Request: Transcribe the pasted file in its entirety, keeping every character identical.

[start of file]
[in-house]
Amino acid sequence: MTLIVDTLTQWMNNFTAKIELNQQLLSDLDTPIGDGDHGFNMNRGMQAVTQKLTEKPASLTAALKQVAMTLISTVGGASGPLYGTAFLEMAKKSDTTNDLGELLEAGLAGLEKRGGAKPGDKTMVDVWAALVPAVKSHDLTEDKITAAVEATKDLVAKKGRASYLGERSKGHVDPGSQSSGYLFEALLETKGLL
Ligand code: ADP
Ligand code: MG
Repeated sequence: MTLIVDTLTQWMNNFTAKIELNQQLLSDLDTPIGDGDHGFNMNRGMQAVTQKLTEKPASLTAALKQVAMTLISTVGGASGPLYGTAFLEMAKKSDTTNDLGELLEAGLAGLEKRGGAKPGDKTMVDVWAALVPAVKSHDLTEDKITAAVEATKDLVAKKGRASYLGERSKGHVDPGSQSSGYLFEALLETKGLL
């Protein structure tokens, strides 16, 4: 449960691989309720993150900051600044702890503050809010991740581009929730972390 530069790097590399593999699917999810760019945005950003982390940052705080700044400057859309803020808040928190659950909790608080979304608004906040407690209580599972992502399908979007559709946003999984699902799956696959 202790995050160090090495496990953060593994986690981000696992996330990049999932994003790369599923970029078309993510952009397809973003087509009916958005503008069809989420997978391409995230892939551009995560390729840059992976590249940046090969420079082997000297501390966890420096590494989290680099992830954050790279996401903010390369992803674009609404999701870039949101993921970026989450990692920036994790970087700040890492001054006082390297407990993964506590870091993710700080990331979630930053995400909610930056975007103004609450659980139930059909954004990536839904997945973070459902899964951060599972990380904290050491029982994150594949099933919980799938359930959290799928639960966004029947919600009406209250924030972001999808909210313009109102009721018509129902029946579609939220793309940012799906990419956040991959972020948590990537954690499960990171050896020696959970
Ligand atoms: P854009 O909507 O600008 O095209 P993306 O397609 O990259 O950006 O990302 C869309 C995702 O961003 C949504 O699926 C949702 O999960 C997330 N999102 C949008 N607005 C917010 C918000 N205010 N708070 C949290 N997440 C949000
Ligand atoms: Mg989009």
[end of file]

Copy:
[in-house]
Amino acid sequence: MTLIVDTLTQWMNNFTAKIELNQQLLSDLDTPIGDGDHGFNMNRGMQAVTQKLTEKPASLTAALKQVAMTLISTVGGASGPLYGTAFLEMAKKSDTTNDLGELLEAGLAGLEKRGGAKPGDKTMVDVWAALVPAVKSHDLTEDKITAAVEATKDLVAKKGRASYLGERSKGHVDPGSQSSGYLFEALLETKGLL
Ligand code: ADP
Ligand code: MG
Repeated sequence: MTLIVDTLTQWMNNFTAKIELNQQLLSDLDTPIGDGDHGFNMNRGMQAVTQKLTEKPASLTAALKQVAMTLISTVGGASGPLYGTAFLEMAKKSDTTNDLGELLEAGLAGLEKRGGAKPGDKTMVDVWAALVPAVKSHDLTEDKITAAVEATKDLVAKKGRASYLGERSKGHVDPGSQSSGYLFEALLETKGLL
């Protein structure tokens, strides 16, 4: 449960691989309720993150900051600044702890503050809010991740581009929730972390 530069790097590399593999699917999810760019945005950003982390940052705080700044400057859309803020808040928190659950909790608080979304608004906040407690209580599972992502399908979007559709946003999984699902799956696959 202790995050160090090495496990953060593994986690981000696992996330990049999932994003790369599923970029078309993510952009397809973003087509009916958005503008069809989420997978391409995230892939551009995560390729840059992976590249940046090969420079082997000297501390966890420096590494989290680099992830954050790279996401903010390369992803674009609404999701870039949101993921970026989450990692920036994790970087700040890492001054006082390297407990993964506590870091993710700080990331979630930053995400909610930056975007103004609450659980139930059909954004990536839904997945973070459902899964951060599972990380904290050491029982994150594949099933919980799938359930959290799928639960966004029947919600009406209250924030972001999808909210313009109102009721018509129902029946579609939220793309940012799906990419956040991959972020948590990537954690499960990171050896020696959970
Ligand atoms: P854009 O909507 O600008 O095209 P993306 O397609 O990259 O950006 O990302 C869309 C995702 O961003 C949504 O699926 C949702 O999960 C997330 N999102 C949008 N607005 C917010 C918000 N205010 N708070 C949290 N997440 C949000
Ligand atoms: Mg989009």